New cases of Legionnaires' disease linked to Disneyland confirmed
Three more people were diagnosed with Legionnaires' disease after they visited Anaheim, home to the Disneyland Resort in California, bringing the total number of infected to 15, according to health officials.
Two of the three new cases involved individuals who visited Disneyland in Anaheim and 11 of the total 15 cases involve people who visited the theme park in September, including one who worked there, Orange County health officials were quoted as saying by the Orange County Register on Wednesday.
Following the outbreak of Legionnaires' disease in the region, Disneyland has shut down two cooling towers that were found to have high levels of Legionella bacteria.
Disneyland officials said they have worked with the county's health care agency and treated the towers with chemicals that destroy the bacteria, Xinhua news agency reported.
Meanwhile, the agency is working with the California Department of Public Health and the Centres for Disease Control (CDC) and Prevention to help medical providers and public health departments identify the infection in people who may have become ill after travelling to Anaheim, particularly Disneyland, before November 7.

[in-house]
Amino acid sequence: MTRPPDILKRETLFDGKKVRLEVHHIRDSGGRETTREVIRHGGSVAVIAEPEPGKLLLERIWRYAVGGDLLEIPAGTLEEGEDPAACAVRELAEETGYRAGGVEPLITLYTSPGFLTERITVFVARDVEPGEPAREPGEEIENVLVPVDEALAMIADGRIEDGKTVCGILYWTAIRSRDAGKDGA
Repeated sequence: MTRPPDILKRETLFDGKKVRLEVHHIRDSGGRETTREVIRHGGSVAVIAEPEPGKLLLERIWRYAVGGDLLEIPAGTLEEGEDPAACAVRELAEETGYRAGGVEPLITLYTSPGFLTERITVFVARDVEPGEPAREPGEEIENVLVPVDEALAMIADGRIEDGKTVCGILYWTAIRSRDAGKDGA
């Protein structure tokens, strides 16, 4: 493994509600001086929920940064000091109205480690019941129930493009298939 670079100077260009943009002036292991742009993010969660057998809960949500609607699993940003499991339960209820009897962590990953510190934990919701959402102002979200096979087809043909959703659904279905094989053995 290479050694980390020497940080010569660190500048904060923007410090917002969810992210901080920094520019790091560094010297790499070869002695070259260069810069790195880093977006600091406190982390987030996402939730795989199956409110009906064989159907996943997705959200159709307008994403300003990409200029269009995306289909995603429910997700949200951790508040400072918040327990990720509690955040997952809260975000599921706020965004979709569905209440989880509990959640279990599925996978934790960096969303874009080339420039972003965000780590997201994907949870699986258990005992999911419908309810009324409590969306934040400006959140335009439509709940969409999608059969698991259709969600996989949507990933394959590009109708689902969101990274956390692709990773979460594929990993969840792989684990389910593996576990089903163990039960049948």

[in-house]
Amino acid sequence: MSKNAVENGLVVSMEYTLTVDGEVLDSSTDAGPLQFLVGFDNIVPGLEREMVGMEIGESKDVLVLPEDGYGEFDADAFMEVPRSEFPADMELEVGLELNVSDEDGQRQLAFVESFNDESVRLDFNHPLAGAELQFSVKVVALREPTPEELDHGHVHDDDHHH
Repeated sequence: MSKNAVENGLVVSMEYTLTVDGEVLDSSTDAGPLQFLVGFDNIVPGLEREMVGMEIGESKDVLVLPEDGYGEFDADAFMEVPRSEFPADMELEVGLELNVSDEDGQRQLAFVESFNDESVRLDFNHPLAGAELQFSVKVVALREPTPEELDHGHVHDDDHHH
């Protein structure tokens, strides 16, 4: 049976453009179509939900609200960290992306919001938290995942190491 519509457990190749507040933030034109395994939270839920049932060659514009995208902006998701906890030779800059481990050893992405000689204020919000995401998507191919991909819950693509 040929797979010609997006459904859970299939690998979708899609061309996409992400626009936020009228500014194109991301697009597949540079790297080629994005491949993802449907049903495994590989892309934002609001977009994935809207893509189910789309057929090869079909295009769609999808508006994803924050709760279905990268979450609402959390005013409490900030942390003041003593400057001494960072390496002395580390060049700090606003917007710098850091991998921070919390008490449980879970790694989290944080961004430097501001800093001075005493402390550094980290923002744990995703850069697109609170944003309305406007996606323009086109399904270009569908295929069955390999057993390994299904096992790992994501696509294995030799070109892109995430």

The ages of those diagnosed with Legionnaires' disease range from 52 to 94.
Legionnaires' disease is a type of airborne disease that causes a severe form of pneumonia to most people who are above 50 or with a weak immune system.
According to the CDC, Legionella is a type of bacterium found naturally in freshwater environments. It can become a health concern when it grows and spreads in human-made water systems such as showers and faucets, cooling towers, decorative fountains and water features.
People can get Legionnaires' disease when they breathe in small droplets of water in the air that contain the bacteria.